In First Concert, all kinds of folks discuss their first live music experience and the impact it might have had on their life. As we've talked to dozens of creative people, we've discovered amazing stories of unhinged live performances or forgotten B-sides.
Hal Sirowitz is the former Poet Laureate of Queens, NY, serving for three years under Borough President Helen Marshall. He's the author of five books of poetry. His first book, Mother Said was translated into nine languages and is the best selling translated poetry book in the history of Norway.
What was the first concert you ever attended? How old were you?
The first concert I ever attended was when I was twelve years old. I was sitting in the living room. My parents decided to do a duet. I was the only captive audience. They opened their windows, so the neighbors could hear. But the neighbors were free to rush inside their homes and put in earplugs.
What do you remember about the performance?
My mother sang opera and my father accompanied her with his violin. They were putting on a concert for the block to show that they had culture. My mother sang in Italian, mispronouncing words and not understanding anything she was singing. My father was trying to drown her out with his violin, playing as loudly as he could.
I remembered the Memorex commercial with Ella Fitzgerald breaking a wine glass by hitting a high note and was afraid my mother would shatter both the living room and the adjacent kitchen windows. But no such luck. Because as embarrassing as that might have been, at least that would have stopped their performance.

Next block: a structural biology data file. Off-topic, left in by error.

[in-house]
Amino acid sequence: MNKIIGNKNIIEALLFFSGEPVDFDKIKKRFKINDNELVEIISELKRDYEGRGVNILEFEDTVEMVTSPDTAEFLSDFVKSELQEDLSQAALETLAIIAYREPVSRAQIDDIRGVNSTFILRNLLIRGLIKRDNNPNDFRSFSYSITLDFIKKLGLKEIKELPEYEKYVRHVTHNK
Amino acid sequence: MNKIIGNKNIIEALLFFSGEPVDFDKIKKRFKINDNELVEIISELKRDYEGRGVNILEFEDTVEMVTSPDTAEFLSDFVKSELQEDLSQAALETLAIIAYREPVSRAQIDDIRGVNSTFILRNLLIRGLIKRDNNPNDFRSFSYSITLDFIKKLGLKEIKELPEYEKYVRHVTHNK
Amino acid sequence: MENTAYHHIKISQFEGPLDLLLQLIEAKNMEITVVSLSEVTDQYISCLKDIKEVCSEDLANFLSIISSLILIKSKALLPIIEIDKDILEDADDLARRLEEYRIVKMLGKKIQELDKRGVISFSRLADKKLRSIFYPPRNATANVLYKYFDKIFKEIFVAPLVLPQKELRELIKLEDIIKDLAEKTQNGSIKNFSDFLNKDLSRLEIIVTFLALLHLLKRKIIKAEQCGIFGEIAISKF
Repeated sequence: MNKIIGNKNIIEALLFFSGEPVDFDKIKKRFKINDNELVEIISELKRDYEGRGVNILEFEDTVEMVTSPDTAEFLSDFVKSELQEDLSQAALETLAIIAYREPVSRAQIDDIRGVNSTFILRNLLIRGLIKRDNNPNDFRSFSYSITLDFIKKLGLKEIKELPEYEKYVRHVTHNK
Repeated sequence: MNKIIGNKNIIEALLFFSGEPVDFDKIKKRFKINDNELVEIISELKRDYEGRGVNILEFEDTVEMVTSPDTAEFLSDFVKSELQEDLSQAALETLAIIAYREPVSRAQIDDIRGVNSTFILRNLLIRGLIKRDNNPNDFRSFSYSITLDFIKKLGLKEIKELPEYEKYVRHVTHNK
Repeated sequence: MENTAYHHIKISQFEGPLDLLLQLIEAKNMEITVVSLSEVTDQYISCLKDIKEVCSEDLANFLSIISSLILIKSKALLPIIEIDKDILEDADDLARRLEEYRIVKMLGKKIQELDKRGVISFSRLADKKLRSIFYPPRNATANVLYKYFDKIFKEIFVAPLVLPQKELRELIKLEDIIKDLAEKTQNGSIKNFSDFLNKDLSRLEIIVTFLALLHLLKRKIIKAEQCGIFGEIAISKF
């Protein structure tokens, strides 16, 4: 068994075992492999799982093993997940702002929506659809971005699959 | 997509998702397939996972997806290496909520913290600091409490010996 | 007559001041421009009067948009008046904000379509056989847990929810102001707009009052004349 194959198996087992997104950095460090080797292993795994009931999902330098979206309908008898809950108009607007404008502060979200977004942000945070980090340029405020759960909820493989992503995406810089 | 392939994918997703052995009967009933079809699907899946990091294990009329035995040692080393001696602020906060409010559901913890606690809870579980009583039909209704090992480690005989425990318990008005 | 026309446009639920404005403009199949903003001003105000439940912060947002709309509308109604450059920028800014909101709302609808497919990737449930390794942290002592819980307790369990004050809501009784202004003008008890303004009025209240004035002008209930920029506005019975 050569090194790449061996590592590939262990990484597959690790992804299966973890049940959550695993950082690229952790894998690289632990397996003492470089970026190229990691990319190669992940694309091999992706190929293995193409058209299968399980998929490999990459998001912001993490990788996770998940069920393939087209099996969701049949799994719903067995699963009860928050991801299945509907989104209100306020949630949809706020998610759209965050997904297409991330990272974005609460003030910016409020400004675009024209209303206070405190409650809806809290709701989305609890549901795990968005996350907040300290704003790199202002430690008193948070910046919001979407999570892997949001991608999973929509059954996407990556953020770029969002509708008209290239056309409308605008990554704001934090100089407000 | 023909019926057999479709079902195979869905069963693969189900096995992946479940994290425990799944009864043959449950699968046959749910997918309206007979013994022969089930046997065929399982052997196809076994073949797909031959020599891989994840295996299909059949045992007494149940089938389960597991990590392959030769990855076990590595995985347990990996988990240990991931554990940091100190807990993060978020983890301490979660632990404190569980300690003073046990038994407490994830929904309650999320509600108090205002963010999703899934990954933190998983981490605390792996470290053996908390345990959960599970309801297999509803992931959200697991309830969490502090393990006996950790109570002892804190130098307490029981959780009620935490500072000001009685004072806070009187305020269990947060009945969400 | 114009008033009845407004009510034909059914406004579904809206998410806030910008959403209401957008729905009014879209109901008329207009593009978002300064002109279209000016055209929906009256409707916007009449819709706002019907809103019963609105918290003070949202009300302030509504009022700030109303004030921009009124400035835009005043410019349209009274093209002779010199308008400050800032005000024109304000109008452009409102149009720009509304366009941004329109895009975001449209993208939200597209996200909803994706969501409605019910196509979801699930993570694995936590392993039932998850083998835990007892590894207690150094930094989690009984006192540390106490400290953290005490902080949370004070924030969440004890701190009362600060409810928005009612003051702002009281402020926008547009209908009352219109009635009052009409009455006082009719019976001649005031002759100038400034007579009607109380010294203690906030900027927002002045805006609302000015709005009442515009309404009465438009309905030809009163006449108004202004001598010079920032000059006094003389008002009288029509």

My mother was a stickler for safety – she’d have stopped singing to pick up the shattered glass. My father played as badly as the comedian Jack Benny. But at least Benny was playing badly on purpose. Badly was the only way my father knew how to play.
After their performance they sat on their front steps, waiting for the neighbors to praise them. Most neighbors avoided them like the plague. But one neighbor wanted to know if that was a recording or live. My parents said it was live. He thought so. Recordings could not be that bad.
They went inside, away from the barbarians who couldn’t appreciate culture even if it was thrown at their faces. I went to my room and read a Philip K. Dick science fiction novel. His novels helped me to escape reality, and I was in need of much escaping.
How do you think that experience influenced your poetry?
I realized, unlike Dick who had to set his novels in the future and on different planets, like Mars, to create unrealistic and hellish settings, I only had to set them at home, and if I was good enough, maybe I might achieve the same results.
(Sirowitz was awarded a New York Foundation for the Arts and a National Endowment for the Arts Fellowship in poetry. He was once the opening act for They Might Be Giants. One of his poems was selected to be posted on buses and subways in NYC. He has been awarded residencies at Yaddo and the MacDowell Artist Colony. Jonathan Ames said, "Hal Sirowitz is the bard of the deadpan delivery." Gil Scott Heron said, "Hal Sirowitz is one funny motherfucker." He has been in anthologies edited by Billy Collins and Garrison Keillor. He now resides in Philadelphia with his wife and poodle.)
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